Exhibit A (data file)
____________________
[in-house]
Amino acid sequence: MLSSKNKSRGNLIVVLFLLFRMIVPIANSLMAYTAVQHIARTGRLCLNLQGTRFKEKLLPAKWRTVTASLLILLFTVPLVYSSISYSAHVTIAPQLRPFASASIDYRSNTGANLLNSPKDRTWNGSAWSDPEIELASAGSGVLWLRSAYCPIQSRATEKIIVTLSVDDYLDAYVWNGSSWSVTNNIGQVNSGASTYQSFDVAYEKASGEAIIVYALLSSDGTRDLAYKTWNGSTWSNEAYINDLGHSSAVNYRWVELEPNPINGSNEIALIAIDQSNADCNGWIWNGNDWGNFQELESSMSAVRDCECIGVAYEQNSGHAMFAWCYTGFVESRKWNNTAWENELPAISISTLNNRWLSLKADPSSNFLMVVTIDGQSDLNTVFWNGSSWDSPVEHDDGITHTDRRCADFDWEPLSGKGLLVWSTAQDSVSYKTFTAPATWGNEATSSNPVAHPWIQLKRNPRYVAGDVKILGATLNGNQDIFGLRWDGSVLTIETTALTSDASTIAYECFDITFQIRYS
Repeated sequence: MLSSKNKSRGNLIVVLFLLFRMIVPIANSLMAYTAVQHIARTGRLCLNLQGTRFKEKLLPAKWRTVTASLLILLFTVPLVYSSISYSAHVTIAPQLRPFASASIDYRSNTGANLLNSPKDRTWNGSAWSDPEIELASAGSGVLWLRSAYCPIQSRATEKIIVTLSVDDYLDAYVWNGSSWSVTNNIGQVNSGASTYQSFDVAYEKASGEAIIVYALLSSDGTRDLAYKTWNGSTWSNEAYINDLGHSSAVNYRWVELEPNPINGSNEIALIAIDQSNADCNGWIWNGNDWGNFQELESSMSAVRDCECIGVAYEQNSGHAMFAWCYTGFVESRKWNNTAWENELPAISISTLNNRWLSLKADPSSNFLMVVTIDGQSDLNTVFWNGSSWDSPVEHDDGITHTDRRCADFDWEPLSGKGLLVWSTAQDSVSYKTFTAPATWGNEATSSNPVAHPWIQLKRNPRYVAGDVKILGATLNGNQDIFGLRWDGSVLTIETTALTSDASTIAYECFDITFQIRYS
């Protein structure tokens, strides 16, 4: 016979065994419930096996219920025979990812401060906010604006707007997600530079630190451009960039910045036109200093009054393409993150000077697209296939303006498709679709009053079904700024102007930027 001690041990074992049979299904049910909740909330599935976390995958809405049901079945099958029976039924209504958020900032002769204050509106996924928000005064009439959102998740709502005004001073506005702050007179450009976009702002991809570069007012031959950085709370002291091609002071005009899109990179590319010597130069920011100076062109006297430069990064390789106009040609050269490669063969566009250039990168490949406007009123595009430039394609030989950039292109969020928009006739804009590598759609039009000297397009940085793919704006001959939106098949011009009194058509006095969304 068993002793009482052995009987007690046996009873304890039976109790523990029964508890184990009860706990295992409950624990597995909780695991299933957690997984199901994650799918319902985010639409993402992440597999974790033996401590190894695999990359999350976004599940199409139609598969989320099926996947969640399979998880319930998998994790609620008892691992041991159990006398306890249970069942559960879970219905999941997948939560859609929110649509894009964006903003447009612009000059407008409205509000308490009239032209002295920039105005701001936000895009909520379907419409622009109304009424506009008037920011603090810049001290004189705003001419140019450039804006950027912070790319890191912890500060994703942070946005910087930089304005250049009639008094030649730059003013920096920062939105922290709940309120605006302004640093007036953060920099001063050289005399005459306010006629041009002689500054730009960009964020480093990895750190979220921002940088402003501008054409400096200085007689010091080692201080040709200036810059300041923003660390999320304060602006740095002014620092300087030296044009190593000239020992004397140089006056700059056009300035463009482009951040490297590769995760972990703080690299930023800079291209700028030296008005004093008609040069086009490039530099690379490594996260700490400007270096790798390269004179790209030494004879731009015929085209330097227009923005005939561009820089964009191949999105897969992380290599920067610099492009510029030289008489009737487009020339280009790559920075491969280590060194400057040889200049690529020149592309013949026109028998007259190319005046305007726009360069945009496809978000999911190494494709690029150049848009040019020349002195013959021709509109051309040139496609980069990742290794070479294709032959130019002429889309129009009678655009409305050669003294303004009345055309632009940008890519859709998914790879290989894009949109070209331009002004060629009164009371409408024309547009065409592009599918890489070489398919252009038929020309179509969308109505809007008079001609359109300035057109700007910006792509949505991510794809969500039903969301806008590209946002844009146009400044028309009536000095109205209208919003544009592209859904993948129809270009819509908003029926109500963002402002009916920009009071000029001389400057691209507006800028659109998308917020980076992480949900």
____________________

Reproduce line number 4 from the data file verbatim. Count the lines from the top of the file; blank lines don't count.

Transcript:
């Protein structure tokens, strides 16, 4: 016979065994419930096996219920025979990812401060906010604006707007997600530079630190451009960039910045036109200093009054393409993150000077697209296939303006498709679709009053079904700024102007930027 001690041990074992049979299904049910909740909330599935976390995958809405049901079945099958029976039924209504958020900032002769204050509106996924928000005064009439959102998740709502005004001073506005702050007179450009976009702002991809570069007012031959950085709370002291091609002071005009899109990179590319010597130069920011100076062109006297430069990064390789106009040609050269490669063969566009250039990168490949406007009123595009430039394609030989950039292109969020928009006739804009590598759609039009000297397009940085793919704006001959939106098949011009009194058509006095969304 068993002793009482052995009987007690046996009873304890039976109790523990029964508890184990009860706990295992409950624990597995909780695991299933957690997984199901994650799918319902985010639409993402992440597999974790033996401590190894695999990359999350976004599940199409139609598969989320099926996947969640399979998880319930998998994790609620008892691992041991159990006398306890249970069942559960879970219905999941997948939560859609929110649509894009964006903003447009612009000059407008409205509000308490009239032209002295920039105005701001936000895009909520379907419409622009109304009424506009008037920011603090810049001290004189705003001419140019450039804006950027912070790319890191912890500060994703942070946005910087930089304005250049009639008094030649730059003013920096920062939105922290709940309120605006302004640093007036953060920099001063050289005399005459306010006629041009002689500054730009960009964020480093990895750190979220921002940088402003501008054409400096200085007689010091080692201080040709200036810059300041923003660390999320304060602006740095002014620092300087030296044009190593000239020992004397140089006056700059056009300035463009482009951040490297590769995760972990703080690299930023800079291209700028030296008005004093008609040069086009490039530099690379490594996260700490400007270096790798390269004179790209030494004879731009015929085209330097227009923005005939561009820089964009191949999105897969992380290599920067610099492009510029030289008489009737487009020339280009790559920075491969280590060194400057040889200049690529020149592309013949026109028998007259190319005046305007726009360069945009496809978000999911190494494709690029150049848009040019020349002195013959021709509109051309040139496609980069990742290794070479294709032959130019002429889309129009009678655009409305050669003294303004009345055309632009940008890519859709998914790879290989894009949109070209331009002004060629009164009371409408024309547009065409592009599918890489070489398919252009038929020309179509969308109505809007008079001609359109300035057109700007910006792509949505991510794809969500039903969301806008590209946002844009146009400044028309009536000095109205209208919003544009592209859904993948129809270009819509908003029926109500963002402002009916920009009071000029001389400057691209507006800028659109998308917020980076992480949900």